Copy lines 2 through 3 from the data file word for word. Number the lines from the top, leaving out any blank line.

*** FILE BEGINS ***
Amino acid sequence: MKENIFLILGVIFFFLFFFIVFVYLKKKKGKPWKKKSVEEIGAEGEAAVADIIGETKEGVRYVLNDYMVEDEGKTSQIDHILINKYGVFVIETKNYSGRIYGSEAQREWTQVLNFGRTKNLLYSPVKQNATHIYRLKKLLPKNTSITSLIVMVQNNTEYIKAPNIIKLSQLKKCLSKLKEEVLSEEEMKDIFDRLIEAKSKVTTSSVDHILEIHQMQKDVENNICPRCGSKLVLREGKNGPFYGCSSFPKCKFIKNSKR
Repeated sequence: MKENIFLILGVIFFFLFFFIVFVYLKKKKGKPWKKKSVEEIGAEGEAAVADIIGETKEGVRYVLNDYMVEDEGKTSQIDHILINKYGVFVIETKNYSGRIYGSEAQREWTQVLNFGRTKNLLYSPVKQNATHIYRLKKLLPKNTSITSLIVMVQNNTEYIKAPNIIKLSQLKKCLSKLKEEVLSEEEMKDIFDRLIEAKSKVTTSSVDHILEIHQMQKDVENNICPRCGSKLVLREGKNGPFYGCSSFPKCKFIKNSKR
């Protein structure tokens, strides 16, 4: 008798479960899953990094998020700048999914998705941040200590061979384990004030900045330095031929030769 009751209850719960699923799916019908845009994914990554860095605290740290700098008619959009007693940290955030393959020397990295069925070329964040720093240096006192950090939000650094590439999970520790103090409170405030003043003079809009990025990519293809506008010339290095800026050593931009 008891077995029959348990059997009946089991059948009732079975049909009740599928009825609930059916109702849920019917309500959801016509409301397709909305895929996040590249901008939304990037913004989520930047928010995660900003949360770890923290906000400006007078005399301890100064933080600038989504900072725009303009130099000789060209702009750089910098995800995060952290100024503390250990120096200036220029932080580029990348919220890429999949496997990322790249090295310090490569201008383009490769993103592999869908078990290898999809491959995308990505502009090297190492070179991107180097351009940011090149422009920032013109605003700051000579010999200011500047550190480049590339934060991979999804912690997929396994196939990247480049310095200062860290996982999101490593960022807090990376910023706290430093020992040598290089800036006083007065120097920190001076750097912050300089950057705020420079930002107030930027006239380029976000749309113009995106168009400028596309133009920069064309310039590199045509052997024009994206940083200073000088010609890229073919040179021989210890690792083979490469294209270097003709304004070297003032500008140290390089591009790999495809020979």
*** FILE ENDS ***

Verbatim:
Repeated sequence: MKENIFLILGVIFFFLFFFIVFVYLKKKKGKPWKKKSVEEIGAEGEAAVADIIGETKEGVRYVLNDYMVEDEGKTSQIDHILINKYGVFVIETKNYSGRIYGSEAQREWTQVLNFGRTKNLLYSPVKQNATHIYRLKKLLPKNTSITSLIVMVQNNTEYIKAPNIIKLSQLKKCLSKLKEEVLSEEEMKDIFDRLIEAKSKVTTSSVDHILEIHQMQKDVENNICPRCGSKLVLREGKNGPFYGCSSFPKCKFIKNSKR
């Protein structure tokens, strides 16, 4: 008798479960899953990094998020700048999914998705941040200590061979384990004030900045330095031929030769 009751209850719960699923799916019908845009994914990554860095605290740290700098008619959009007693940290955030393959020397990295069925070329964040720093240096006192950090939000650094590439999970520790103090409170405030003043003079809009990025990519293809506008010339290095800026050593931009 008891077995029959348990059997009946089991059948009732079975049909009740599928009825609930059916109702849920019917309500959801016509409301397709909305895929996040590249901008939304990037913004989520930047928010995660900003949360770890923290906000400006007078005399301890100064933080600038989504900072725009303009130099000789060209702009750089910098995800995060952290100024503390250990120096200036220029932080580029990348919220890429999949496997990322790249090295310090490569201008383009490769993103592999869908078990290898999809491959995308990505502009090297190492070179991107180097351009940011090149422009920032013109605003700051000579010999200011500047550190480049590339934060991979999804912690997929396994196939990247480049310095200062860290996982999101490593960022807090990376910023706290430093020992040598290089800036006083007065120097920190001076750097912050300089950057705020420079930002107030930027006239380029976000749309113009995106168009400028596309133009920069064309310039590199045509052997024009994206940083200073000088010609890229073919040179021989210890690792083979490469294209270097003709304004070297003032500008140290390089591009790999495809020979």